YAKIMA, Wash. — Northwest cherry marketers don’t plan to be late for Independence Day fireworks from U.S. retailers.
For the first time in six years, the industry expects ample volume of cherries in June, said B.J. Thurlby, president of Northwest Cherry Growers.
Depending on weather, the first shipments of cherries in the state could start from June 1 through June 3.
“I like that scenario for the growers because it really gives you a chance to get going before the Fourth of July,” Thurlby said. “The key is that we are going to be able to tell every retailer that cherries will be real opportunity the last couple weeks of June and the Fourth of July holiday,” he said.
Provided rain events are kept to a minimum, Thurlby said growers are looking forward to a good year.
“An earlier crop will lead to a full crop for the Fourth of the July for the first time since 2007,” Thurlby said.
The record crop of 23 million 20-pound boxes of Northwest cherries last year was a 23% increase over the 2011 crop.
The Northwest will likely harvest a cherry crop in the 18 million to 20 million carton range in 2013, said Steve Clement, chief operating officer and general manager for Sage Fruit Co.
As with any years, swings in temperatures and rain could slow, speed or interrupt timing of the crop, Clement said.
“The question is just how spread out it will be,” Clement said.
While last year was a record crop, Clement said it was spread out nicely and weathered multiple rain events better than expected. That was unlike the 2009 crop year, Clement said, when the harvest was very compressed.
Most shippers expected a favorable marketing season.
“We expect to have a large crop but a long shipping window — probably one of the longest we have ever seen,” said Brianna Shales, communications manager for Stemilt Growers LLC, Wenatchee.
With good weather, the Northwest could have more than 20 million cartons, said Mac Riggan, vice president of marketing for Chelan Fresh Marketing, Chelan. The crop appears to be setting up for good quality, he said.
Northwest shippers were hoping for less rain this year than they experienced a year ago.
Well more than a dozen rain events in 2012 caused some interruptions in marketing, Riggan said.
“It just knocked the quality edge out because every time you got out of one you got a new one,” he said.
Quality-related adjustments upon arrival caused a reduction in returns for growers, he said.
Chris Falk, vice president of Washington Fruit & Produce Co., said retailers expect cherries to be readily available for Fourth of July promotions.
But some frost damage and spotty pollinating weather has made exact predictions for June difficult, he said.
“We anticipate that supplies in July will be good, so we are encouraging retailers to promote heavily post-July Fourth as well,” he said.
One shipper said the crop may nearly match last year’s record output.
The state may produce about 22 million cartons of cherries this year, according to Roger Pepperl, marketing director for Stemilt Growers.
With rising cherry production in the state, Pepperl said there is quality inflation.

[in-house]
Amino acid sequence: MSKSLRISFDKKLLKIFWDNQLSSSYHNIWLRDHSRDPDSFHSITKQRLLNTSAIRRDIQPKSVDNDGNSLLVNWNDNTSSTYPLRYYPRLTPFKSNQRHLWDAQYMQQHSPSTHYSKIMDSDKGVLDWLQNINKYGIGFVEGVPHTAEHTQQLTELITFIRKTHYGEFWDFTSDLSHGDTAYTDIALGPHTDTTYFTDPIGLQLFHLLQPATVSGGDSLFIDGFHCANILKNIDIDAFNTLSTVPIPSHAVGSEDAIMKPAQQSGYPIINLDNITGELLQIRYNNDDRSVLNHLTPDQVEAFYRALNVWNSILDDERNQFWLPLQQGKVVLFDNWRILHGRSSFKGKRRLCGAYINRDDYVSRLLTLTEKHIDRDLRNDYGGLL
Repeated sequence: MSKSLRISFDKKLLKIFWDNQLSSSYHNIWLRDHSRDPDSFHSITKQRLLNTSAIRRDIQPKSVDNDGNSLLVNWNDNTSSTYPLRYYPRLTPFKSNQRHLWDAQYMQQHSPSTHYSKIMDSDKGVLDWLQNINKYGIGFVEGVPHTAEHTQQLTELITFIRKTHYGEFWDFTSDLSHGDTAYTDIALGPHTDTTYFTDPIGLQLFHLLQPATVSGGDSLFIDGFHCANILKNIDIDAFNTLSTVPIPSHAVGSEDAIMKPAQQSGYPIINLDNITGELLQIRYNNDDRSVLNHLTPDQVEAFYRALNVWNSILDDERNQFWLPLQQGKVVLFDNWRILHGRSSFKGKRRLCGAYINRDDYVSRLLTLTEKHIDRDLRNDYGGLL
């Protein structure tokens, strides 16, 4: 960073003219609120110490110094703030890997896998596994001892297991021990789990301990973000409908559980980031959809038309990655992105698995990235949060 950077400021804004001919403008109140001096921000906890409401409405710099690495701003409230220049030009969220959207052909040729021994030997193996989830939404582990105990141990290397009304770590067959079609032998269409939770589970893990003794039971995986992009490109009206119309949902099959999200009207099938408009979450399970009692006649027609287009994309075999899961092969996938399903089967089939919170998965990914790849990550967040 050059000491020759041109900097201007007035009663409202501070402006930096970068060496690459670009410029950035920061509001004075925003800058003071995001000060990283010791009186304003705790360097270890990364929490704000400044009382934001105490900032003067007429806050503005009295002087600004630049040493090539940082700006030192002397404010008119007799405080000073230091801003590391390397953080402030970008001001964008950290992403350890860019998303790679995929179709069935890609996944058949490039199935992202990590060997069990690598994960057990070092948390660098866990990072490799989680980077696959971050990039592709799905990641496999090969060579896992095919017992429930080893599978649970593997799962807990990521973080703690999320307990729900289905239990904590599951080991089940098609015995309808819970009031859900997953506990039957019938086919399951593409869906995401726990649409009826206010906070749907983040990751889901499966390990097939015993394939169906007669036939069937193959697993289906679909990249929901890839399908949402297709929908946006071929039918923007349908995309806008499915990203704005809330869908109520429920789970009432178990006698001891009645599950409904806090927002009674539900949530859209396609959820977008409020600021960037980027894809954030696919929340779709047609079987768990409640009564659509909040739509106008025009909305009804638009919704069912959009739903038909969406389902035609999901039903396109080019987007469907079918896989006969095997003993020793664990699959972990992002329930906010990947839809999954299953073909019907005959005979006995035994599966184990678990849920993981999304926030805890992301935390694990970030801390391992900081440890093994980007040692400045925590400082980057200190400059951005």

“Most people aren’t packing 12-row anymore,” he said. “Getting that fruit out of there is a good thing.”
The typical cherry harvest moves from Matawa and the Tri-Cities to the Yakima Valley, followed by Oregon and the later districts.
“If it gets too warm in a later district, those cherries will come on top of earlier ones, and that can make a little bit of a challenge in packing and selling,” he said. “Right now it is shaping up to be a great season,” Clement said.
U.S. retailers have plenty of motivation to pay attention to cherries, Thurlby said.
Thurlby said the Northwest shipping season overlap with California cherries last year was 22 days, up from 10 days of overlap in 2011. Less overlap is expected with California this year, he said.
Thurlby predicts the Northwest will have nearly 7 million cartons of cherries in June this year, up from 5 million cartons in June 2012.
July may yield shipments of about 10 million cartons, down from 13 million cartons last year he said. August shipments of cherries from the Northwest may total 2 million to 3 million cartons, which is down from 4.6 million cartons a year ago.
Even with the stronger early crop this year, Thurlby said that the challenge for the Northwest is to get retailers in the U.S. and around the world to continue to promote cherries throughout the summer.
“The Northwest cherry deal is not a June and early July deal. This year it is a June, July and first two weeks of August deal,” he said.
The Northwest industry shipped 4.5 million cartons of fruit in August last year. That was down from 5.1 million boxes shipped in August 2011, but up sharply from August shipments of just 1.5 million cartons in 2006 and a paltry 240,000 cartons in 1999.
Using five field merchandisers, a couple of whom the group shares with Chilean cherry exporters, the Northwest Cherry Growers connect with key retail accounts, Thurlby said. Northwest Cherry Growers weights it $1.6 million plus in domestic promotions toward the back end of the season, in late July and early August.